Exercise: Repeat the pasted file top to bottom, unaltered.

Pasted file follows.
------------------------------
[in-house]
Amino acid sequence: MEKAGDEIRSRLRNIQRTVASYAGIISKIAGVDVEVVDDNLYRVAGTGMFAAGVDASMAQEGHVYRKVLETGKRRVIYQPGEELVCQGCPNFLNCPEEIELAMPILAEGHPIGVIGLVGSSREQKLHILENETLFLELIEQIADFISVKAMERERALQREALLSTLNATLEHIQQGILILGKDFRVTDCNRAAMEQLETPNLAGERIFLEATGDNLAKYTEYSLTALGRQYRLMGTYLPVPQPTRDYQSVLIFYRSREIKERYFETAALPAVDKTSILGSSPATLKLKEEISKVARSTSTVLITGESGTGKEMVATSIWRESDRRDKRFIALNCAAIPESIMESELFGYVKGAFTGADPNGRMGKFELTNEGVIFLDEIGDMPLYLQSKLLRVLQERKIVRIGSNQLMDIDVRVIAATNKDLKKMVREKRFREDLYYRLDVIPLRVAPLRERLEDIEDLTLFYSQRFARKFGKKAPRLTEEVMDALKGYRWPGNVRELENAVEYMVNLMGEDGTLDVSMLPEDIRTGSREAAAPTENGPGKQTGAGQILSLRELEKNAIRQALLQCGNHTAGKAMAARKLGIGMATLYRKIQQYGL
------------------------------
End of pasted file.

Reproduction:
[in-house]
Amino acid sequence: MEKAGDEIRSRLRNIQRTVASYAGIISKIAGVDVEVVDDNLYRVAGTGMFAAGVDASMAQEGHVYRKVLETGKRRVIYQPGEELVCQGCPNFLNCPEEIELAMPILAEGHPIGVIGLVGSSREQKLHILENETLFLELIEQIADFISVKAMERERALQREALLSTLNATLEHIQQGILILGKDFRVTDCNRAAMEQLETPNLAGERIFLEATGDNLAKYTEYSLTALGRQYRLMGTYLPVPQPTRDYQSVLIFYRSREIKERYFETAALPAVDKTSILGSSPATLKLKEEISKVARSTSTVLITGESGTGKEMVATSIWRESDRRDKRFIALNCAAIPESIMESELFGYVKGAFTGADPNGRMGKFELTNEGVIFLDEIGDMPLYLQSKLLRVLQERKIVRIGSNQLMDIDVRVIAATNKDLKKMVREKRFREDLYYRLDVIPLRVAPLRERLEDIEDLTLFYSQRFARKFGKKAPRLTEEVMDALKGYRWPGNVRELENAVEYMVNLMGEDGTLDVSMLPEDIRTGSREAAAPTENGPGKQTGAGQILSLRELEKNAIRQALLQCGNHTAGKAMAARKLGIGMATLYRKIQQYGL